Berlin (AFP) - German Chancellor Angela Merkel on Friday urged British politicians to moderate the language used in their campaigns ahead of the Brexit vote, after a popular pro-Europe MP was murdered.
"The exaggerations and radicalisation of part of the language do not help to foster an atmosphere of respect," she said, in response to a question on the killing of the British lawmaker Jo Cox.
"That's why we all value democratic game rules. And we know how important it is to draw limits, be it in the choice of speech, in the choice of the argument but also in the choice of partly disparaging argument," she said, calling for the beliefs of others to be respected.
"Otherwise the radicalisation will become unstoppable," warned the German leader.
Campaigning for Britain's June 23 EU referendum was suspended on Friday for a second day as the nation reeled from the killing.
Some commentators questioned whether the killing could be linked to a campaign that has stoked tensions by touching on issues of national identity and immigration.
Dutch Prime Minister Mark Rutte said in The Hague that "tolerance and freedom of expression is of great importance to enable politicians to do their work."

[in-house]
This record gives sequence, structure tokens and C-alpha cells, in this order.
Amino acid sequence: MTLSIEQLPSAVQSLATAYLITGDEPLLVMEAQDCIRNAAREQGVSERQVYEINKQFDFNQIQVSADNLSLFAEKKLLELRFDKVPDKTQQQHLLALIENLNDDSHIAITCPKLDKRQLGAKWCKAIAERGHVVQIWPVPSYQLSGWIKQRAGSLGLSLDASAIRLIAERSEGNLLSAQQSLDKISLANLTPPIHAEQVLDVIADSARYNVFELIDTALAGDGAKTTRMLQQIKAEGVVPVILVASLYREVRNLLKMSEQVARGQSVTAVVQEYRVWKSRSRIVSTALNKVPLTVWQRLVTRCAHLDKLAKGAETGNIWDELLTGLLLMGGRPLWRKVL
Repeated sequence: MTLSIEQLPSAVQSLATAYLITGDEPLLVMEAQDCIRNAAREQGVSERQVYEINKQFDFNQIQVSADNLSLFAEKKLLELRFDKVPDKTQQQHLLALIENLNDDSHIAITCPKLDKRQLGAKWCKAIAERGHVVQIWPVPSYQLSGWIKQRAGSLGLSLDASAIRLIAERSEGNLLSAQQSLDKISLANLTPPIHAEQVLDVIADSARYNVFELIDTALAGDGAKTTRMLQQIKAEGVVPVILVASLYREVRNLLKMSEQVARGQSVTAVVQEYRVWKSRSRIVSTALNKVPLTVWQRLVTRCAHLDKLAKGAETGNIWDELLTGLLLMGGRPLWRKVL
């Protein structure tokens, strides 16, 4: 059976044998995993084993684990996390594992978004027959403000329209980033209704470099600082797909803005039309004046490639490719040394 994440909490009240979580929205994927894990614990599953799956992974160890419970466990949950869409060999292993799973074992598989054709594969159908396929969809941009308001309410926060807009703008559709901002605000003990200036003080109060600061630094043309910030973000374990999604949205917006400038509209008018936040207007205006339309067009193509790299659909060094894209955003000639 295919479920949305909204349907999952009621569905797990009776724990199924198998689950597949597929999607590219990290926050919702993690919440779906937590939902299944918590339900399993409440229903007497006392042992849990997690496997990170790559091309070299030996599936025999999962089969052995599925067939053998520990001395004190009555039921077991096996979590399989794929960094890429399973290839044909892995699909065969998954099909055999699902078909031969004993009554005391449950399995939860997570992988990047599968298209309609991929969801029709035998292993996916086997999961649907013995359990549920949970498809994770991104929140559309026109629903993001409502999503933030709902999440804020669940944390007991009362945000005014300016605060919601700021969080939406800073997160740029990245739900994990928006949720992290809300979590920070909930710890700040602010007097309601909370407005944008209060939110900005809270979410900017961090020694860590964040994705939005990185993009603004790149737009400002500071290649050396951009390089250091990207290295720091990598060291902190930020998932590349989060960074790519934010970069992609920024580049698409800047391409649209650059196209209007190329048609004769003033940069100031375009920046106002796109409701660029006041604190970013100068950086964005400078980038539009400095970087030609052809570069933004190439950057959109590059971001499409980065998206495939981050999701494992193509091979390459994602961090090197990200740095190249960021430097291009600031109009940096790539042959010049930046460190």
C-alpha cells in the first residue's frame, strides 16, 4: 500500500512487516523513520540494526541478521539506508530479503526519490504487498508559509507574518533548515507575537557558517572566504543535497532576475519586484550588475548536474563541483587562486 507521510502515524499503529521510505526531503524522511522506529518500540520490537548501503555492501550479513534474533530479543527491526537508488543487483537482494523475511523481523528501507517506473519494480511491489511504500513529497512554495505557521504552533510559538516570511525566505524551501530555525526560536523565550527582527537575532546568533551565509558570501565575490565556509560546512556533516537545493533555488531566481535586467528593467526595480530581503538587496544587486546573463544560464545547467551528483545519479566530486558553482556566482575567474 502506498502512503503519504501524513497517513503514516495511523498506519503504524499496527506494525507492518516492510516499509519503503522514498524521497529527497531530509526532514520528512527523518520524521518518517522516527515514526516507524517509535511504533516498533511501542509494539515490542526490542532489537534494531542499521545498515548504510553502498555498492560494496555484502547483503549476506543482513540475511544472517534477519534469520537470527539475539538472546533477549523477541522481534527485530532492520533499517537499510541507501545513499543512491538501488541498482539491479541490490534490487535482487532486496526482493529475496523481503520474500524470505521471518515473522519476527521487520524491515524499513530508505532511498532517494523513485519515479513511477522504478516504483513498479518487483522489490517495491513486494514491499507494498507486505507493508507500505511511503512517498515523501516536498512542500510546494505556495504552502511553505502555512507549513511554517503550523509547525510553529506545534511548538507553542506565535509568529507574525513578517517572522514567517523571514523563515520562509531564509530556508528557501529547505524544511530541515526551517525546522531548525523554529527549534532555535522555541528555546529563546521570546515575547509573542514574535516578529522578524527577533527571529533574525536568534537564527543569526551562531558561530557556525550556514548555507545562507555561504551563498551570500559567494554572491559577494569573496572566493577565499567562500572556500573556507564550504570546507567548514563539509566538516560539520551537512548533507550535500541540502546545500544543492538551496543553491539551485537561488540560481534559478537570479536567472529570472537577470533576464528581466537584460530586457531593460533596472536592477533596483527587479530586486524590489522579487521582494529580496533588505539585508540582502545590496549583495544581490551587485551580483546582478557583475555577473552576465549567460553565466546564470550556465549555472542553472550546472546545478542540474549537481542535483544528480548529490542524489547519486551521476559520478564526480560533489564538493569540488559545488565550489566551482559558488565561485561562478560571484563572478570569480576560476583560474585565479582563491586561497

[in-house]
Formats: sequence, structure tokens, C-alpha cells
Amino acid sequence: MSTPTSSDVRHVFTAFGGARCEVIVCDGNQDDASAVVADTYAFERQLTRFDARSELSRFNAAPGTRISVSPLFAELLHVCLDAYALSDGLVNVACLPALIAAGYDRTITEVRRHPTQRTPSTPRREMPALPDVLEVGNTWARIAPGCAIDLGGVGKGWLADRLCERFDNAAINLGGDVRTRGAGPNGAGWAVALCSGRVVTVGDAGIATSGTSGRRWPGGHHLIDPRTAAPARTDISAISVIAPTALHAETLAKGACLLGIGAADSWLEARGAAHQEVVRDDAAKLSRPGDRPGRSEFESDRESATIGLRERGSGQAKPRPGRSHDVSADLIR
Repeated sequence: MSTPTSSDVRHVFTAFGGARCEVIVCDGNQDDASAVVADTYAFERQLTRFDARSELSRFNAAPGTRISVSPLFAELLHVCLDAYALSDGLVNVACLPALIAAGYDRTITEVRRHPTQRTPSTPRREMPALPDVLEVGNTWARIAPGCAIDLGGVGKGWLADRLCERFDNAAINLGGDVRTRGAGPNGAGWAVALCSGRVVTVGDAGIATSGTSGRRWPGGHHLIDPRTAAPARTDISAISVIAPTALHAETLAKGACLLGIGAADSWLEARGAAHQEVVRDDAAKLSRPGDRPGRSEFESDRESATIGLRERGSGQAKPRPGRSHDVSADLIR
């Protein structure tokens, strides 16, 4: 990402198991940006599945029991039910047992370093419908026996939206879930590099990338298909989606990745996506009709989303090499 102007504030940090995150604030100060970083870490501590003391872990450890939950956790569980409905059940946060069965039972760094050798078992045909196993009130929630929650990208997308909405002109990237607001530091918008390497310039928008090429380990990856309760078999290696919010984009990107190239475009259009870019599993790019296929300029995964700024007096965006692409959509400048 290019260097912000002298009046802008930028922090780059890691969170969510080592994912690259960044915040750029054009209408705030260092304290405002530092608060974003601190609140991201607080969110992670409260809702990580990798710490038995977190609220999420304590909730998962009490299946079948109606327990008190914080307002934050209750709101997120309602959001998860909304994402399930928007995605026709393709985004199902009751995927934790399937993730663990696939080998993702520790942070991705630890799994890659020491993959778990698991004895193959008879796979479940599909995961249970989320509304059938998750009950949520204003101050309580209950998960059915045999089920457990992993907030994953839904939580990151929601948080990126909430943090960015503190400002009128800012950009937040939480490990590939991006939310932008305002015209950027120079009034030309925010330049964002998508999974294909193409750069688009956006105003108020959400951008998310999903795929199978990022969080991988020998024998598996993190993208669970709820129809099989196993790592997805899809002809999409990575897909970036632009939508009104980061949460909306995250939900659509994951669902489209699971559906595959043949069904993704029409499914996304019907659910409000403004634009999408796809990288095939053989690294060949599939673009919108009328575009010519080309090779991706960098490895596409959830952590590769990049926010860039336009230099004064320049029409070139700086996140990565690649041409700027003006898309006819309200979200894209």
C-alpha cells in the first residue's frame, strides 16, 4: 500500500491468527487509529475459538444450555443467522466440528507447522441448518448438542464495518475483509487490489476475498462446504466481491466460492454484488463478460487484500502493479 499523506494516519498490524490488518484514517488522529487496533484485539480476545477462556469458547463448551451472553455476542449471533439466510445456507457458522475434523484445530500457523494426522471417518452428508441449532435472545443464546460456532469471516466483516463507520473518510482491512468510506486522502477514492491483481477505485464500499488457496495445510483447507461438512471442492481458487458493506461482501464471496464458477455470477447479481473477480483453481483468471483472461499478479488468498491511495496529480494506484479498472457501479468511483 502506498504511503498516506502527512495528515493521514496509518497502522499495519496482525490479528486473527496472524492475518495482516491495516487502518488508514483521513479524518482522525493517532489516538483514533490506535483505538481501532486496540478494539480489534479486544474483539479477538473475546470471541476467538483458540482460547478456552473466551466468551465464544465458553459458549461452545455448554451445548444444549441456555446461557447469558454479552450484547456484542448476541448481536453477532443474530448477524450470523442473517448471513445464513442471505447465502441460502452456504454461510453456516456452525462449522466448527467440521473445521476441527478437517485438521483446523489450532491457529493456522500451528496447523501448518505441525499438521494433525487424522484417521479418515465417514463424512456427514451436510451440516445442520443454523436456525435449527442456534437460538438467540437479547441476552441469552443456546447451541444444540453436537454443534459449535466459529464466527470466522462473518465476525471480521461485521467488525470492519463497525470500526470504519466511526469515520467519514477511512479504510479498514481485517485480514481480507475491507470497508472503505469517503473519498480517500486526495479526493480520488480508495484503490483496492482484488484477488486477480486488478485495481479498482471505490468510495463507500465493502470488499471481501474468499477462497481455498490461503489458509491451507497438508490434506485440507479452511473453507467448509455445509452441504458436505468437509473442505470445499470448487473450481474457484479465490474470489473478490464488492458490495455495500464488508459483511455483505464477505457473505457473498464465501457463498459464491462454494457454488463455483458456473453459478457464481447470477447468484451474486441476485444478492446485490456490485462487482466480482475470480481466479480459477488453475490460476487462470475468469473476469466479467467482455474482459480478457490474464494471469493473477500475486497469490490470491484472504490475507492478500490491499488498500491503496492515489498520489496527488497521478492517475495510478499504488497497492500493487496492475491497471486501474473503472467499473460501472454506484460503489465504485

"We have the freedom to express opinions and as long as these don't fan violence against individuals or groups you can say what you want," Rutte told journalists after a weekly cabinet meeting.
"But I can't tell another person what to do, it depends on their level of development, their upbringing and their norms and values."
He also warned that by attacking the tone of the discourse "you run the risk of detracting from the content."
A 52-year-old man is in custody following the brutal attack, in which Cox was shot two or three times and then repeatedly stabbed as she lay on the pavement, according to eyewitness accounts.